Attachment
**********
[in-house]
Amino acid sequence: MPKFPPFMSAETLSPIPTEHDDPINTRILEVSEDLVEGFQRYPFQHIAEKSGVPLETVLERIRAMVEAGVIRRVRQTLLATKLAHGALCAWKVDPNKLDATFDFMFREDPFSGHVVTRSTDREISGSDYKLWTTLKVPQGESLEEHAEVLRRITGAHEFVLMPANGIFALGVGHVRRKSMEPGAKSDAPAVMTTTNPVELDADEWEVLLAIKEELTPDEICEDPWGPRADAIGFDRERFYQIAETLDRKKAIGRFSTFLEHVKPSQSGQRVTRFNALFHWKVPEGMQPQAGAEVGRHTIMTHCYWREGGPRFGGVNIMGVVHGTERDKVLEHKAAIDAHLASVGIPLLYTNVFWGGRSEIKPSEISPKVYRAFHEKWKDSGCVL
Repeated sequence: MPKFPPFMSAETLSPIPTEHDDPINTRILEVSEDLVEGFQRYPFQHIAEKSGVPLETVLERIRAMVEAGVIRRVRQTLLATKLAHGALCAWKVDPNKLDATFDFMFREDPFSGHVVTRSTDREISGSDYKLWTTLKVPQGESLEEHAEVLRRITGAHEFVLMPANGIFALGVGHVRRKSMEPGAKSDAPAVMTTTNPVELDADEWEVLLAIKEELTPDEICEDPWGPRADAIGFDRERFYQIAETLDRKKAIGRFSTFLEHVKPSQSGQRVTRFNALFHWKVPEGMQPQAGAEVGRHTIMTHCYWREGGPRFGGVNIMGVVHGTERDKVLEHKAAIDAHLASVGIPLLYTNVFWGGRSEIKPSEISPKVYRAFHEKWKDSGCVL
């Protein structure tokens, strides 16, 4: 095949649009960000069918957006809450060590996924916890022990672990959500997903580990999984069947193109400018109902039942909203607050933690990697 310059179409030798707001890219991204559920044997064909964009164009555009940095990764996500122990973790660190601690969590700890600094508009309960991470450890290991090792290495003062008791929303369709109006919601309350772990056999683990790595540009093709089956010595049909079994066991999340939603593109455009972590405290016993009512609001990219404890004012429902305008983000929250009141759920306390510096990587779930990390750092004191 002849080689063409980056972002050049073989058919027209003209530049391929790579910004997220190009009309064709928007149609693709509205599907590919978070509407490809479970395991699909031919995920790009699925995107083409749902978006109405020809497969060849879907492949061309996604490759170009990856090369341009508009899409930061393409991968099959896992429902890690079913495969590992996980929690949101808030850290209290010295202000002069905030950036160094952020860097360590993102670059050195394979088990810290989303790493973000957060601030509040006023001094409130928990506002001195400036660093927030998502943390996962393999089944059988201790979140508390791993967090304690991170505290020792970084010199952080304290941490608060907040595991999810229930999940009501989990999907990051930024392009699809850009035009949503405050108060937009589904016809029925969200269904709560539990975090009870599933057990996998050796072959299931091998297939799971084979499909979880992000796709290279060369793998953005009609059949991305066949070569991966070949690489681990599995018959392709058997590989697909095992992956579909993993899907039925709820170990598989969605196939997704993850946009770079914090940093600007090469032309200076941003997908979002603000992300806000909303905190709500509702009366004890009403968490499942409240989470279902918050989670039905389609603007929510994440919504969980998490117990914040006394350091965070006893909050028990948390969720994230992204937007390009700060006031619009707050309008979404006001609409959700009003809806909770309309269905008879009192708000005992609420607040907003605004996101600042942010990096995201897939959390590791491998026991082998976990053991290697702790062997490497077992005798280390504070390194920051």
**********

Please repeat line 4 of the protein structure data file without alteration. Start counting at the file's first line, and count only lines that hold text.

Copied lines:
């Protein structure tokens, strides 16, 4: 095949649009960000069918957006809450060590996924916890022990672990959500997903580990999984069947193109400018109902039942909203607050933690990697 310059179409030798707001890219991204559920044997064909964009164009555009940095990764996500122990973790660190601690969590700890600094508009309960991470450890290991090792290495003062008791929303369709109006919601309350772990056999683990790595540009093709089956010595049909079994066991999340939603593109455009972590405290016993009512609001990219404890004012429902305008983000929250009141759920306390510096990587779930990390750092004191 002849080689063409980056972002050049073989058919027209003209530049391929790579910004997220190009009309064709928007149609693709509205599907590919978070509407490809479970395991699909031919995920790009699925995107083409749902978006109405020809497969060849879907492949061309996604490759170009990856090369341009508009899409930061393409991968099959896992429902890690079913495969590992996980929690949101808030850290209290010295202000002069905030950036160094952020860097360590993102670059050195394979088990810290989303790493973000957060601030509040006023001094409130928990506002001195400036660093927030998502943390996962393999089944059988201790979140508390791993967090304690991170505290020792970084010199952080304290941490608060907040595991999810229930999940009501989990999907990051930024392009699809850009035009949503405050108060937009589904016809029925969200269904709560539990975090009870599933057990996998050796072959299931091998297939799971084979499909979880992000796709290279060369793998953005009609059949991305066949070569991966070949690489681990599995018959392709058997590989697909095992992956579909993993899907039925709820170990598989969605196939997704993850946009770079914090940093600007090469032309200076941003997908979002603000992300806000909303905190709500509702009366004890009403968490499942409240989470279902918050989670039905389609603007929510994440919504969980998490117990914040006394350091965070006893909050028990948390969720994230992204937007390009700060006031619009707050309008979404006001609409959700009003809806909770309309269905008879009192708000005992609420607040907003605004996101600042942010990096995201897939959390590791491998026991082998976990053991290697702790062997490497077992005798280390504070390194920051």